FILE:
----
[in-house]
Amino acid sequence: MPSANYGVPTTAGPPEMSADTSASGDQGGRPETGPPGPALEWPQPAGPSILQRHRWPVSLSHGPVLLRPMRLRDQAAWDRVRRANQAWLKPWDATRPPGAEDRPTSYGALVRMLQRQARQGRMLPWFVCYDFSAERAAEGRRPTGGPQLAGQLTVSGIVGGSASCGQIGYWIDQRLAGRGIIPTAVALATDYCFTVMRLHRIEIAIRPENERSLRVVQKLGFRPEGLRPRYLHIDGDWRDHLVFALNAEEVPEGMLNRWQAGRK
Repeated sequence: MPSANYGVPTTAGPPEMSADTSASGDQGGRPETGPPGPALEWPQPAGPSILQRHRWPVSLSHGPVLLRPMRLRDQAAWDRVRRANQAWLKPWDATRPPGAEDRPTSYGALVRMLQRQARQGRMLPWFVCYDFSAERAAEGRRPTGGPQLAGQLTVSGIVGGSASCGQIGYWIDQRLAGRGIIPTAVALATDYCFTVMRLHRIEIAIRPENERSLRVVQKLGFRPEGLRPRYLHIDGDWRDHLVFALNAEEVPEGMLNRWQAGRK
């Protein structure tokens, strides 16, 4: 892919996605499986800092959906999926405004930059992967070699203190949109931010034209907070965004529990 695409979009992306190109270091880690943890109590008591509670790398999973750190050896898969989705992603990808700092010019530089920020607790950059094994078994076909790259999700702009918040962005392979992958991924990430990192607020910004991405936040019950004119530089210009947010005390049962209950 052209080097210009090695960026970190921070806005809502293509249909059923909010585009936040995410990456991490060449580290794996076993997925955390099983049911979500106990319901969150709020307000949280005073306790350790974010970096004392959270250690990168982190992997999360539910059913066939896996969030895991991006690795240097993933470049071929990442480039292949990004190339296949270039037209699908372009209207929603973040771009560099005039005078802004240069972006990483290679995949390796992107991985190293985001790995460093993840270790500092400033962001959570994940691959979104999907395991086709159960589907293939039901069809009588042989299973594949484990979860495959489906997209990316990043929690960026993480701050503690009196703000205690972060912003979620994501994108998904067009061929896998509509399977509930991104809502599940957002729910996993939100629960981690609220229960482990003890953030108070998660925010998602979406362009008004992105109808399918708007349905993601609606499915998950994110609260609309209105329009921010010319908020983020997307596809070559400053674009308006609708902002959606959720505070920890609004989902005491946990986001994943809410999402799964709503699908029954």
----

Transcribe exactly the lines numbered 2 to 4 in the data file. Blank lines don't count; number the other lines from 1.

Amino acid sequence: MPSANYGVPTTAGPPEMSADTSASGDQGGRPETGPPGPALEWPQPAGPSILQRHRWPVSLSHGPVLLRPMRLRDQAAWDRVRRANQAWLKPWDATRPPGAEDRPTSYGALVRMLQRQARQGRMLPWFVCYDFSAERAAEGRRPTGGPQLAGQLTVSGIVGGSASCGQIGYWIDQRLAGRGIIPTAVALATDYCFTVMRLHRIEIAIRPENERSLRVVQKLGFRPEGLRPRYLHIDGDWRDHLVFALNAEEVPEGMLNRWQAGRK
Repeated sequence: MPSANYGVPTTAGPPEMSADTSASGDQGGRPETGPPGPALEWPQPAGPSILQRHRWPVSLSHGPVLLRPMRLRDQAAWDRVRRANQAWLKPWDATRPPGAEDRPTSYGALVRMLQRQARQGRMLPWFVCYDFSAERAAEGRRPTGGPQLAGQLTVSGIVGGSASCGQIGYWIDQRLAGRGIIPTAVALATDYCFTVMRLHRIEIAIRPENERSLRVVQKLGFRPEGLRPRYLHIDGDWRDHLVFALNAEEVPEGMLNRWQAGRK
């Protein structure tokens, strides 16, 4: 892919996605499986800092959906999926405004930059992967070699203190949109931010034209907070965004529990 695409979009992306190109270091880690943890109590008591509670790398999973750190050896898969989705992603990808700092010019530089920020607790950059094994078994076909790259999700702009918040962005392979992958991924990430990192607020910004991405936040019950004119530089210009947010005390049962209950 052209080097210009090695960026970190921070806005809502293509249909059923909010585009936040995410990456991490060449580290794996076993997925955390099983049911979500106990319901969150709020307000949280005073306790350790974010970096004392959270250690990168982190992997999360539910059913066939896996969030895991991006690795240097993933470049071929990442480039292949990004190339296949270039037209699908372009209207929603973040771009560099005039005078802004240069972006990483290679995949390796992107991985190293985001790995460093993840270790500092400033962001959570994940691959979104999907395991086709159960589907293939039901069809009588042989299973594949484990979860495959489906997209990316990043929690960026993480701050503690009196703000205690972060912003979620994501994108998904067009061929896998509509399977509930991104809502599940957002729910996993939100629960981690609220229960482990003890953030108070998660925010998602979406362009008004992105109808399918708007349905993601609606499915998950994110609260609309209105329009921010010319908020983020997307596809070559400053674009308006609708902002959606959720505070920890609004989902005491946990986001994943809410999402799964709503699908029954």